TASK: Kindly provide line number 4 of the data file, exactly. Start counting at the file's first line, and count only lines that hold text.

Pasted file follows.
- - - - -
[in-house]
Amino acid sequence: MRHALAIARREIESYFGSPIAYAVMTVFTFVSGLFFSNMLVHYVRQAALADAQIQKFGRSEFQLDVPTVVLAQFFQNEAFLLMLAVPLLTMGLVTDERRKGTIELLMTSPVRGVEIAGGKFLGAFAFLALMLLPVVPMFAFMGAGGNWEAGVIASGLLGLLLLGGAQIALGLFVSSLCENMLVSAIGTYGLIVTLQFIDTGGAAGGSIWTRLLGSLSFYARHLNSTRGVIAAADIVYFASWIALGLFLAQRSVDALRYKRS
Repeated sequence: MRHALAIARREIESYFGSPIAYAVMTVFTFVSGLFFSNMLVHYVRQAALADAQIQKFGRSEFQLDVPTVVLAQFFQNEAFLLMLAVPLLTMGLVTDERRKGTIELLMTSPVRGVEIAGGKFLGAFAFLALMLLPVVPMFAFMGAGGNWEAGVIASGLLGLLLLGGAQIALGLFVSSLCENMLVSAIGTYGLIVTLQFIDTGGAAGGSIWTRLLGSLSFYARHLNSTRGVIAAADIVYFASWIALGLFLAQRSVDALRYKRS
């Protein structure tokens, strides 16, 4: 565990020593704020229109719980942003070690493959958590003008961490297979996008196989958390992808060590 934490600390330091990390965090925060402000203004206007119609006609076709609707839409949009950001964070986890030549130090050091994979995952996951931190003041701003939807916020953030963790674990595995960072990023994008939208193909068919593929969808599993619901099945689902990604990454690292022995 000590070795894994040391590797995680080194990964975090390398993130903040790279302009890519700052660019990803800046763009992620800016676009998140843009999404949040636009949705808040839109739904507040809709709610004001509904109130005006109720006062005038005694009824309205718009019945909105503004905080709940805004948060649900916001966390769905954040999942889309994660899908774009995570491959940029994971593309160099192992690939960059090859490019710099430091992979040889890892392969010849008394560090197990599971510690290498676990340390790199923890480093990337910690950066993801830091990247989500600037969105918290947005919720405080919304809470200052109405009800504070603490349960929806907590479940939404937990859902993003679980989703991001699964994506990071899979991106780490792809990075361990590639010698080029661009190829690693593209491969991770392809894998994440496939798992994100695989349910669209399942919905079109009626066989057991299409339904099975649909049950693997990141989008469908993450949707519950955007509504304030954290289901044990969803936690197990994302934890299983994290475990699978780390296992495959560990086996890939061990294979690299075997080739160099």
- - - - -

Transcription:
């Protein structure tokens, strides 16, 4: 565990020593704020229109719980942003070690493959958590003008961490297979996008196989958390992808060590 934490600390330091990390965090925060402000203004206007119609006609076709609707839409949009950001964070986890030549130090050091994979995952996951931190003041701003939807916020953030963790674990595995960072990023994008939208193909068919593929969808599993619901099945689902990604990454690292022995 000590070795894994040391590797995680080194990964975090390398993130903040790279302009890519700052660019990803800046763009992620800016676009998140843009999404949040636009949705808040839109739904507040809709709610004001509904109130005006109720006062005038005694009824309205718009019945909105503004905080709940805004948060649900916001966390769905954040999942889309994660899908774009995570491959940029994971593309160099192992690939960059090859490019710099430091992979040889890892392969010849008394560090197990599971510690290498676990340390790199923890480093990337910690950066993801830091990247989500600037969105918290947005919720405080919304809470200052109405009800504070603490349960929806907590479940939404937990859902993003679980989703991001699964994506990071899979991106780490792809990075361990590639010698080029661009190829690693593209491969991770392809894998994440496939798992994100695989349910669209399942919905079109009626066989057991299409339904099975649909049950693997990141989008469908993450949707519950955007509504304030954290289901044990969803936690197990994302934890299983994290475990699978780390296992495959560990086996890939061990294979690299075997080739160099």